Healthcare Business News

HHS to providers: Check list of excluded Medicare personnel

By Joe Carlson
Posted: May 8, 2013 - 12:01 am ET

HHS maintains a list of 51,588 people who are categorically excluded from providing even indirect care to Medicare patients, and new guidelines that will be published today recommend healthcare providers check their personnel rosters against the list once a month.

That obligation extends to temporary nurses and doctors who work under contract from staffing firms. And it might not hurt to print out screen shots proving that the list was checked, the new guidance says (PDF).

Companies that violate the exclusion rules can have their Medicare payments taken back, plus fines of $10,000 per claim, if anyone involved in the care was excluded. But until now, the only comprehensive guidance on managing excluded employees dated back to 1999.

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Exclusion from Medicare can be the ultimate punishment for healthcare workers and executives who are convicted of healthcare crimes or have their medical licenses revoked in any state. All healthcare companies, including those that provide contract nurses and doctors to hospitals, are expected to check the ever-growing exclusion list to ensure none of those people are caring for Medicare beneficiaries.

As of April, the exclusions list included not only people but 2,812 pharmacies, laboratories, ambulance firms, durable-medical equipment suppliers, medical clinics and other healthcare companies. The list is updated monthly, as some exclusions expire and new ones are imposed.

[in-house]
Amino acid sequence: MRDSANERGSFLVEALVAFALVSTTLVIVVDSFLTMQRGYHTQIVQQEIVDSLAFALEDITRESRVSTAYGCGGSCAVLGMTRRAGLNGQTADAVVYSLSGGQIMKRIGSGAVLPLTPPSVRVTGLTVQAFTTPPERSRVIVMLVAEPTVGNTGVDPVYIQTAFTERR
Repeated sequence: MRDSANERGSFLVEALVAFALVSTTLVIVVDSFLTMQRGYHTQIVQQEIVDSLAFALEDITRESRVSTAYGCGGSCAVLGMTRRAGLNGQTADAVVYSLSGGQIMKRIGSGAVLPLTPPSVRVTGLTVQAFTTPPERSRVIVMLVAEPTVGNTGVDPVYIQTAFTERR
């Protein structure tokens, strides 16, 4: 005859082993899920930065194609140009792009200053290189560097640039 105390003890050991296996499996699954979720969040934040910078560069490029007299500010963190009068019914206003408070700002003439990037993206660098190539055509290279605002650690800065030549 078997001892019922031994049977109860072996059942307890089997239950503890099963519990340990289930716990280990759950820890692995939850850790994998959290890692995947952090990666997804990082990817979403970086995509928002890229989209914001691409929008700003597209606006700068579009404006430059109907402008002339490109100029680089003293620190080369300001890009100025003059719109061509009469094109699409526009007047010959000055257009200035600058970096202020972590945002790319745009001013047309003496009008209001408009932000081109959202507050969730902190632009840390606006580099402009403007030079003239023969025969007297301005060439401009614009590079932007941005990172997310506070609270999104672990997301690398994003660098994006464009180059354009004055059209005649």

HHS' inspector general's new 20-page document, known as special advisory bulletin, compiles answers to common questions that have come up through self-disclosures and past advisory opinions and includes changes stemming from the Patient Protection and Affordable Care Act, the Balanced Budget Act of 1997 and other laws.

In particular, the document sheds light on who can work in hospitals on temporary or contract basis.

“It is a big deal to people,” said Susan Gillin, deputy chief in Office of the Inspector General's Administrative and Civil Remedies Branch. “We get a lot of phone calls from people asking who they can hire to do certain services.”

The advisory says hospitals and physician practices have the responsibility of making sure that all temporary personnel are not excluded. However, a hospital can “reduce or eliminate” potential penalties if it can show that the agency that provided the temporary workers agreed in contract to do the background screenings, according to a footnote in the rules.

Even then, hospitals have to make sure the staffing agency is doing its job, for example by requesting proof that the checks were completed every month.

Deb Zelnio, vice president of marketing at healthcare staffing firm in Alpharetta, Ga., said her company has been doing monthly background checks for all credentialed workers it sends to hospitals and clinics for more than a year. But she said the hospitals and clinics where the contract employees work do their own exclusion screening as well.

“I can't imagine that we would do it in place of the client doing it,” she said. “They do their own checks and credentialing, and what we do is above and beyond” that work.

Follow Joe Carlson on Twitter: @MHJCarlson

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